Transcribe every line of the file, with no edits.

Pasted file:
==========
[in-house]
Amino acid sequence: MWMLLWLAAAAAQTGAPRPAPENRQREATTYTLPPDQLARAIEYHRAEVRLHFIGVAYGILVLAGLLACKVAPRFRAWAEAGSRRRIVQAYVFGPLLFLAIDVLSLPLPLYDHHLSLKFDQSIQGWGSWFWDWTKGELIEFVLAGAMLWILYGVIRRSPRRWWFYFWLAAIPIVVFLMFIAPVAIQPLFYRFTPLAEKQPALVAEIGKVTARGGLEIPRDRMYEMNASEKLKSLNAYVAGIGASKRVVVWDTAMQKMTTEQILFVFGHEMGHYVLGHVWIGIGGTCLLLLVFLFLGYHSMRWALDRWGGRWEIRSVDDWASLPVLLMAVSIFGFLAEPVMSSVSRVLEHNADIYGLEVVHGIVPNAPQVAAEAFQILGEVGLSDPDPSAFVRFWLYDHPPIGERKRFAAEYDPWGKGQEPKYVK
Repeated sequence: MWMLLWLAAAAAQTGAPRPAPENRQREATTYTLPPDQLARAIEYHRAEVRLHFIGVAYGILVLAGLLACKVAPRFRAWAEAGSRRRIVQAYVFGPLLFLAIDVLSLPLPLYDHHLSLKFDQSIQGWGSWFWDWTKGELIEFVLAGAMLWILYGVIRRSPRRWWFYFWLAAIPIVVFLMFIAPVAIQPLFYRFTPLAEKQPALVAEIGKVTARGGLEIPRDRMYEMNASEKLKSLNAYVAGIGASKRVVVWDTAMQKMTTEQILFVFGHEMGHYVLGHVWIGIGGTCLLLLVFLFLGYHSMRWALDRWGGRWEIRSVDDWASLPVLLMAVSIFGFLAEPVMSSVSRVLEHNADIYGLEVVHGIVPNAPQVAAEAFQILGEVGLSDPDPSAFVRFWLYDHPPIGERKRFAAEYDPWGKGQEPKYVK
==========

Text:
[in-house]
Amino acid sequence: MWMLLWLAAAAAQTGAPRPAPENRQREATTYTLPPDQLARAIEYHRAEVRLHFIGVAYGILVLAGLLACKVAPRFRAWAEAGSRRRIVQAYVFGPLLFLAIDVLSLPLPLYDHHLSLKFDQSIQGWGSWFWDWTKGELIEFVLAGAMLWILYGVIRRSPRRWWFYFWLAAIPIVVFLMFIAPVAIQPLFYRFTPLAEKQPALVAEIGKVTARGGLEIPRDRMYEMNASEKLKSLNAYVAGIGASKRVVVWDTAMQKMTTEQILFVFGHEMGHYVLGHVWIGIGGTCLLLLVFLFLGYHSMRWALDRWGGRWEIRSVDDWASLPVLLMAVSIFGFLAEPVMSSVSRVLEHNADIYGLEVVHGIVPNAPQVAAEAFQILGEVGLSDPDPSAFVRFWLYDHPPIGERKRFAAEYDPWGKGQEPKYVK
Repeated sequence: MWMLLWLAAAAAQTGAPRPAPENRQREATTYTLPPDQLARAIEYHRAEVRLHFIGVAYGILVLAGLLACKVAPRFRAWAEAGSRRRIVQAYVFGPLLFLAIDVLSLPLPLYDHHLSLKFDQSIQGWGSWFWDWTKGELIEFVLAGAMLWILYGVIRRSPRRWWFYFWLAAIPIVVFLMFIAPVAIQPLFYRFTPLAEKQPALVAEIGKVTARGGLEIPRDRMYEMNASEKLKSLNAYVAGIGASKRVVVWDTAMQKMTTEQILFVFGHEMGHYVLGHVWIGIGGTCLLLLVFLFLGYHSMRWALDRWGGRWEIRSVDDWASLPVLLMAVSIFGFLAEPVMSSVSRVLEHNADIYGLEVVHGIVPNAPQVAAEAFQILGEVGLSDPDPSAFVRFWLYDHPPIGERKRFAAEYDPWGKGQEPKYVK